Majority of Trump Voters & 65% of Americans Support Medicare Expansion
A new poll from More Perfect Union reveals that a majority of Americans, including those who voted for Donald Trump, support expanding Medicare to people 60 and up
A new poll from More Perfect Union found that more than 65 percent of Americans support lowering the Medicare eligibility age from 65 to 60 – including a majority in every state. Nationally, more than 50 percent of Trump voters say they support “the Biden administration’s… plan to lower the eligibility age for Medicare from 65 to 60.” And in states Trump won by large margins such as Utah and Kentucky, more than 66 percent say they support lowering the eligibility age to 60.The plan is especially popular with 35-49 year olds (75 percent support) and Black Americans (72 percent support). Support for the plan is above 60 percent in every state. The poll sampled over 4,000 likely voters nationwide.
Broad Support for Medicare Expansion
Most people age 65 or older are eligible for free Medical hospital insurance if they have worked and paid Medicare taxes long enough. The Biden administration is proposing a plan to lower the eligibility age for Medicare from 65 to 60.Do you support or oppose this plan?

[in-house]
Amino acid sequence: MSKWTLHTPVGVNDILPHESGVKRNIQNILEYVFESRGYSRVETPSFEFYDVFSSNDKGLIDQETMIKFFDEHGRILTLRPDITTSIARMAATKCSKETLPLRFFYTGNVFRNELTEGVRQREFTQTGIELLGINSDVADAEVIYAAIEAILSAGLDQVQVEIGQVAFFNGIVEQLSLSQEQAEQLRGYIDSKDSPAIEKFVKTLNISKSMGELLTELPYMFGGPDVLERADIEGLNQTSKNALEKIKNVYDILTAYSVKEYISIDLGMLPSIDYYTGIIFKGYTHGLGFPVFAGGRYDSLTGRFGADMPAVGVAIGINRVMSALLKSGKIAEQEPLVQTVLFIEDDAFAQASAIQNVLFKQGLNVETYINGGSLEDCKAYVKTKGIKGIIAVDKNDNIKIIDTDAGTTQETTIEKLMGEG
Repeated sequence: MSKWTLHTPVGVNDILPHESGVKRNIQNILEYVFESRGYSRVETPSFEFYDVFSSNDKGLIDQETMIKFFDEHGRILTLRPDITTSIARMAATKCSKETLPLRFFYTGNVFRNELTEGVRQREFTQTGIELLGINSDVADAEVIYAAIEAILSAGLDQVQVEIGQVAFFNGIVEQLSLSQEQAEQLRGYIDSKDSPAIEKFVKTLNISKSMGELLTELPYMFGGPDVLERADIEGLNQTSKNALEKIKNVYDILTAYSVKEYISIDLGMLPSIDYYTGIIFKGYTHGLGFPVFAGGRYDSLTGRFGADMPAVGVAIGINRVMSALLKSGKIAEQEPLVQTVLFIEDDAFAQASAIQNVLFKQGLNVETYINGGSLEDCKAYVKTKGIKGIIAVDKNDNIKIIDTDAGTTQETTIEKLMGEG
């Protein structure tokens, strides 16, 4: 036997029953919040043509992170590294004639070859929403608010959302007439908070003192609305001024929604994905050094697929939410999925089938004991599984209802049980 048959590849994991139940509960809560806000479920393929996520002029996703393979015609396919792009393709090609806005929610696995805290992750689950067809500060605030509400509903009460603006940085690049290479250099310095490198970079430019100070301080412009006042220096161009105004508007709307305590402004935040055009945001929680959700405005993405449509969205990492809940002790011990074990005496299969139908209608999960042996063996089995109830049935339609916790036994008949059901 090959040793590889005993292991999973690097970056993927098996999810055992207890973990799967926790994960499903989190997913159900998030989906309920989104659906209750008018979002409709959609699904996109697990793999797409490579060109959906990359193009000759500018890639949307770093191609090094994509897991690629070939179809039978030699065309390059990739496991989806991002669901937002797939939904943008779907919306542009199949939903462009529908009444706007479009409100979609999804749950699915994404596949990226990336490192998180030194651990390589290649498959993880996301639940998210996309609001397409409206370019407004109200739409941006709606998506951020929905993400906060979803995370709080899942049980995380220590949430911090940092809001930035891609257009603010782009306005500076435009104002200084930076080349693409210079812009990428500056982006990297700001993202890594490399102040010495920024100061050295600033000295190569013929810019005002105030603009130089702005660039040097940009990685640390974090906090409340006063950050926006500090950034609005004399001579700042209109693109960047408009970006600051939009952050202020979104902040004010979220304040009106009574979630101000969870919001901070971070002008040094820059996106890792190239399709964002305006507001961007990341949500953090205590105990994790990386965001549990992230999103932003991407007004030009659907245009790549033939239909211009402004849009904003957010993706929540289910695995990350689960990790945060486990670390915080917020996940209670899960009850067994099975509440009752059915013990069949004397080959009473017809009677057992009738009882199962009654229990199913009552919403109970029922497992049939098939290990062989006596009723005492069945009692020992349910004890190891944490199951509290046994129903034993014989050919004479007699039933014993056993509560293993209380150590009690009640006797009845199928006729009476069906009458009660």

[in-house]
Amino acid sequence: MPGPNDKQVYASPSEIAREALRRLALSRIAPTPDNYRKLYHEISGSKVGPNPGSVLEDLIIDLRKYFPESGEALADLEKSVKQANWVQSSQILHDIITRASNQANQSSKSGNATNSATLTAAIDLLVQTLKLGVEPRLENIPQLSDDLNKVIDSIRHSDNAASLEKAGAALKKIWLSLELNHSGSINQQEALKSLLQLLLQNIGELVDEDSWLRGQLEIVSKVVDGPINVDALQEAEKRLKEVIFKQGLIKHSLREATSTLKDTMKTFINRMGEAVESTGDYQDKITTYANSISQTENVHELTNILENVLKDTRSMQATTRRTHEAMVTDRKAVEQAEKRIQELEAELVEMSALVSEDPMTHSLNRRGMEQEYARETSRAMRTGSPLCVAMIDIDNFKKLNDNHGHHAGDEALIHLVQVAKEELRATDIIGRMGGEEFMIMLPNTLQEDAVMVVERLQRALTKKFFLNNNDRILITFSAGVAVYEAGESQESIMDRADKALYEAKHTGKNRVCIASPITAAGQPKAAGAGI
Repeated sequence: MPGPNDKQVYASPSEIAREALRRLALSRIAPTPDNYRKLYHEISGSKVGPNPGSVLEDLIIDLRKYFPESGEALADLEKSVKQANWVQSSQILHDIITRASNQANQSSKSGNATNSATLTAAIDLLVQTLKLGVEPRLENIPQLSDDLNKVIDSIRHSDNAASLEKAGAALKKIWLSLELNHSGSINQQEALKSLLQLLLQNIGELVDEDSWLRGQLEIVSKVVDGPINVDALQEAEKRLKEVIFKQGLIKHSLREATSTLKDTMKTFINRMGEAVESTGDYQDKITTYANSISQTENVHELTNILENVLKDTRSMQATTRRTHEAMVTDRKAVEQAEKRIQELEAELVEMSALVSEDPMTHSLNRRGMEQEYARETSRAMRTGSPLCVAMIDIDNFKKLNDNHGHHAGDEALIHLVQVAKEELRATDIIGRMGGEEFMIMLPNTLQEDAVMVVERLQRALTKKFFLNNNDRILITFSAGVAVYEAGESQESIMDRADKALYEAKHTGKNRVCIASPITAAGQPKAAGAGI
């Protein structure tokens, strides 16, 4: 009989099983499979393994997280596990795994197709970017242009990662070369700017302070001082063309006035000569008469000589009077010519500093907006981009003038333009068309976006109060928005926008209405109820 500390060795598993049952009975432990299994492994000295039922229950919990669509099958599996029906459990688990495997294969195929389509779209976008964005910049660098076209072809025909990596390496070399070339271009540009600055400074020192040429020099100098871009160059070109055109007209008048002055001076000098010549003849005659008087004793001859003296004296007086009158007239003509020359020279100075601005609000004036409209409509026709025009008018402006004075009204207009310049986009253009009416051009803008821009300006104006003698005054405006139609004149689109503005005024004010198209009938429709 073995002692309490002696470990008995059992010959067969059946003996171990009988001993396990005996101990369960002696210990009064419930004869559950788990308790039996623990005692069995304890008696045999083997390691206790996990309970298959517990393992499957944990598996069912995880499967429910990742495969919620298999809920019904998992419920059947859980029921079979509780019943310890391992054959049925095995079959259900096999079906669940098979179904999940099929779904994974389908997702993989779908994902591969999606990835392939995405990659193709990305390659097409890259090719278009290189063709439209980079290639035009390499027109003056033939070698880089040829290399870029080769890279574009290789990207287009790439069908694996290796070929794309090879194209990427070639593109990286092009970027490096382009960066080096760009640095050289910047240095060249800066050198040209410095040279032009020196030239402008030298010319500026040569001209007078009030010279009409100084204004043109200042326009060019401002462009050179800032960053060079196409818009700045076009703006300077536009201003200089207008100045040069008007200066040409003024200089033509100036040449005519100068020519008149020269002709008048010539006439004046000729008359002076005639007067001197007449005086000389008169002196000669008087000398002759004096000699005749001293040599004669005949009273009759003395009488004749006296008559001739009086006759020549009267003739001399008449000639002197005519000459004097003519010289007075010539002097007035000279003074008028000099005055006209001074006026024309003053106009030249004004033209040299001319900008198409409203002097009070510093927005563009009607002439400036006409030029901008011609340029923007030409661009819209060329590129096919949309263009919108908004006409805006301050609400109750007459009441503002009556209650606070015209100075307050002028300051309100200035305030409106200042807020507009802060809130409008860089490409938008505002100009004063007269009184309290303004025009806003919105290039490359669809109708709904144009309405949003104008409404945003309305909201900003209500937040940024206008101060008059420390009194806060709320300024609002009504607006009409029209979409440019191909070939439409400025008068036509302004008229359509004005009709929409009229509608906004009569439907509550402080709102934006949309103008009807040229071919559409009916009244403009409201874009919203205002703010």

Lowering the Medicare eligibility age to 60 could expand Medicare coverage to 23 million people, including nearly 2 million uninsured people.Twenty-seven percent of adults age 50 to 64 are not confident that they can afford health insurance over the next year, and studies have found that there is a massive spike in the diagnosis of cancer among Americans who reach the age of 65 that could have been diagnosed earlier if the Medicare eligibility age were lower.
Expanding Medicare Is Popular in Every State
Dates in Field: April 26 to April 27, 2021Respondent Universe: U.S. population of likely votersSample size: 4,035 Margin of error: ± 2% (adjusted for weighting)Survey mode: Mobile and web-based interviews including matched respondentsMethod: Sample weighted on gender, age, race/ethnicity, education, vote history, and sociocultural characteristicsNote: Cross tabulated results are not available for Alaska due to inadequate sample